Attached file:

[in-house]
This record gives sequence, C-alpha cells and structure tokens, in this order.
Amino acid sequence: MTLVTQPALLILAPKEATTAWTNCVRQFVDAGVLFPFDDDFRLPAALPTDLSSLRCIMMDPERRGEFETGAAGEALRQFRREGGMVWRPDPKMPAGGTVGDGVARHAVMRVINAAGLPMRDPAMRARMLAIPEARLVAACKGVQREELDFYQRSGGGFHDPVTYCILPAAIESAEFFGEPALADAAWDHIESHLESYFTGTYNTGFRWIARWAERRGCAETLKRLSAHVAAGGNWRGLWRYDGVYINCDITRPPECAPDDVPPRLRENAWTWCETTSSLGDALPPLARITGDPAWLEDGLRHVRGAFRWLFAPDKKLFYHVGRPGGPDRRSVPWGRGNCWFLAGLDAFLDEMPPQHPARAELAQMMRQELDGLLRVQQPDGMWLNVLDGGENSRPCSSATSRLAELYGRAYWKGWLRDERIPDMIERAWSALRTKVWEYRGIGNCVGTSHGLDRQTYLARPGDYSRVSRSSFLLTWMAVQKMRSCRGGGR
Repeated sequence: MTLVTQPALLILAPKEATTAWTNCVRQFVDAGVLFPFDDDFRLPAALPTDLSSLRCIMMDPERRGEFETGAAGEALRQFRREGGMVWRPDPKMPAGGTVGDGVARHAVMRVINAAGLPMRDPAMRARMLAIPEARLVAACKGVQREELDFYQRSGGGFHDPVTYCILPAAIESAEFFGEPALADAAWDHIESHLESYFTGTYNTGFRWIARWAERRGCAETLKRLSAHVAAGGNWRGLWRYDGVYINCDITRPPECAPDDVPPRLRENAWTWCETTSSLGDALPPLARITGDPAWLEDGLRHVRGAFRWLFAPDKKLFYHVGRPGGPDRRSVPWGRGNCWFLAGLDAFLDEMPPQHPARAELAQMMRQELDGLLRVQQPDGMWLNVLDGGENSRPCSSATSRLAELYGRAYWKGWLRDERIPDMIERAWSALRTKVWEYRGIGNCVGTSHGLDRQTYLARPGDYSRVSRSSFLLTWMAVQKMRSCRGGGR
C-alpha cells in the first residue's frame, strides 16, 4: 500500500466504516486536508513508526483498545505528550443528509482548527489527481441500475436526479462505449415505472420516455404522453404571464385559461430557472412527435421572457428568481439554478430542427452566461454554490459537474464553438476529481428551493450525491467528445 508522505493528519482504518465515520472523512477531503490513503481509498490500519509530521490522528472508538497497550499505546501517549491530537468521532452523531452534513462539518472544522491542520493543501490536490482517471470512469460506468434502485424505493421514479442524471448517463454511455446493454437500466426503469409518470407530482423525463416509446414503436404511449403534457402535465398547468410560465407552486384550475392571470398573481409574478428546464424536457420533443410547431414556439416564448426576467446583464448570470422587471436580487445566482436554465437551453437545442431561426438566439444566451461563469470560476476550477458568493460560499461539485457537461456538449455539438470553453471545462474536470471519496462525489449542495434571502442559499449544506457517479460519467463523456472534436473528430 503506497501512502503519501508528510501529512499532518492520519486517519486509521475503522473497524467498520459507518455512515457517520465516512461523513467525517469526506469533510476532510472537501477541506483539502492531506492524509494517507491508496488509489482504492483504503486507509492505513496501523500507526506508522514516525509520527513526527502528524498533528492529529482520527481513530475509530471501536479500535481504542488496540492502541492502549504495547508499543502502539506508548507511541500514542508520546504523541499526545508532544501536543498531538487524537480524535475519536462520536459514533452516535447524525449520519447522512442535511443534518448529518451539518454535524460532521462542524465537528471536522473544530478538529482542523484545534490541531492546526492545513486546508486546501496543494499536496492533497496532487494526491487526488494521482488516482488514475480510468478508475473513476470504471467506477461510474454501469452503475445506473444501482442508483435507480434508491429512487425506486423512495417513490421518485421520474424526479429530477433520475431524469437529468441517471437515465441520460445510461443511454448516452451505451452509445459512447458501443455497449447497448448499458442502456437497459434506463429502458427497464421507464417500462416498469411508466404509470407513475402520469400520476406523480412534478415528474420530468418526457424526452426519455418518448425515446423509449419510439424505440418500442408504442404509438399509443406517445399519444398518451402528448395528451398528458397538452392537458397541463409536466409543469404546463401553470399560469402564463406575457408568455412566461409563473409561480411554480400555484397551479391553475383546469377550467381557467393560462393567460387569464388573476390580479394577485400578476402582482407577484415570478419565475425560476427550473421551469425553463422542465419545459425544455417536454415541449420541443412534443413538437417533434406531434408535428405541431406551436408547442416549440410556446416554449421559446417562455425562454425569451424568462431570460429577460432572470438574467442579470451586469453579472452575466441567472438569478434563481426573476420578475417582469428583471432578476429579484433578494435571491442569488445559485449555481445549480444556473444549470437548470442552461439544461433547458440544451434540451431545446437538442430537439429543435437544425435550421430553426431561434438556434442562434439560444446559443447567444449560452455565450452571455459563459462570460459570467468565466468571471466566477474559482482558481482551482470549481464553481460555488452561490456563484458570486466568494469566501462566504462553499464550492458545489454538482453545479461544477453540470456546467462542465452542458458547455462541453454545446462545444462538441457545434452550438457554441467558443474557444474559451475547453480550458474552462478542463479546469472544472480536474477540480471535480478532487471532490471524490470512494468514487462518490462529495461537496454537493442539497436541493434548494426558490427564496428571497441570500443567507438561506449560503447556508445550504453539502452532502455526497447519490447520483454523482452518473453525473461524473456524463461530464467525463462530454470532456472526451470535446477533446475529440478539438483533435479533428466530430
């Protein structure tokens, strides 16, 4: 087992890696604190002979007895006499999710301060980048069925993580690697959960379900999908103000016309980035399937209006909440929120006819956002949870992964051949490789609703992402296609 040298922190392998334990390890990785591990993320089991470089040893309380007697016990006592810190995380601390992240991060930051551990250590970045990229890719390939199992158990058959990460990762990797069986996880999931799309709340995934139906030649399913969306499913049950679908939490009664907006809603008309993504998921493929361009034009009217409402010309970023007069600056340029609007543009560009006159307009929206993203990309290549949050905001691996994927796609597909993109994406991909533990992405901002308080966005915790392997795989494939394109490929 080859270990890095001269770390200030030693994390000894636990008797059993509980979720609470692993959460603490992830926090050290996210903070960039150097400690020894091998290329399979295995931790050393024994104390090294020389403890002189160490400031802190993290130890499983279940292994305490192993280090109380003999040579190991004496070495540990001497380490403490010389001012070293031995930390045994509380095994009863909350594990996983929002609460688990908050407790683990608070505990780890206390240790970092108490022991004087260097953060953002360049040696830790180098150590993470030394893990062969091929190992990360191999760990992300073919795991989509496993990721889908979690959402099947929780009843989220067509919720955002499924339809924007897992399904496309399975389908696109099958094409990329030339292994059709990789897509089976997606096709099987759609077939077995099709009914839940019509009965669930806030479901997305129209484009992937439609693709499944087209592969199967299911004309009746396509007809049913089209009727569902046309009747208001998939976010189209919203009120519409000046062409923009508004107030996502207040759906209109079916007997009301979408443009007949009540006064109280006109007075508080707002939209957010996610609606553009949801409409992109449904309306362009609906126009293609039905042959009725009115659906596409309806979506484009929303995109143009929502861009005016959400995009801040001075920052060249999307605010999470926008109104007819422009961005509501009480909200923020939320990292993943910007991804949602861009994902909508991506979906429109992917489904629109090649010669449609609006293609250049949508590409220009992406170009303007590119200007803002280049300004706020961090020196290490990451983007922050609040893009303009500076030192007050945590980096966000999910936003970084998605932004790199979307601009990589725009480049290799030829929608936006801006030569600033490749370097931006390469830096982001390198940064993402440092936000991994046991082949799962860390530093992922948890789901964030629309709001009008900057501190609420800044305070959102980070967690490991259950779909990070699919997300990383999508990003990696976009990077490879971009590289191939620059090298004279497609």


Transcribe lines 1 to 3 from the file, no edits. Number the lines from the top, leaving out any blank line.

[in-house]
This record gives sequence, C-alpha cells and structure tokens, in this order.
Amino acid sequence: MTLVTQPALLILAPKEATTAWTNCVRQFVDAGVLFPFDDDFRLPAALPTDLSSLRCIMMDPERRGEFETGAAGEALRQFRREGGMVWRPDPKMPAGGTVGDGVARHAVMRVINAAGLPMRDPAMRARMLAIPEARLVAACKGVQREELDFYQRSGGGFHDPVTYCILPAAIESAEFFGEPALADAAWDHIESHLESYFTGTYNTGFRWIARWAERRGCAETLKRLSAHVAAGGNWRGLWRYDGVYINCDITRPPECAPDDVPPRLRENAWTWCETTSSLGDALPPLARITGDPAWLEDGLRHVRGAFRWLFAPDKKLFYHVGRPGGPDRRSVPWGRGNCWFLAGLDAFLDEMPPQHPARAELAQMMRQELDGLLRVQQPDGMWLNVLDGGENSRPCSSATSRLAELYGRAYWKGWLRDERIPDMIERAWSALRTKVWEYRGIGNCVGTSHGLDRQTYLARPGDYSRVSRSSFLLTWMAVQKMRSCRGGGR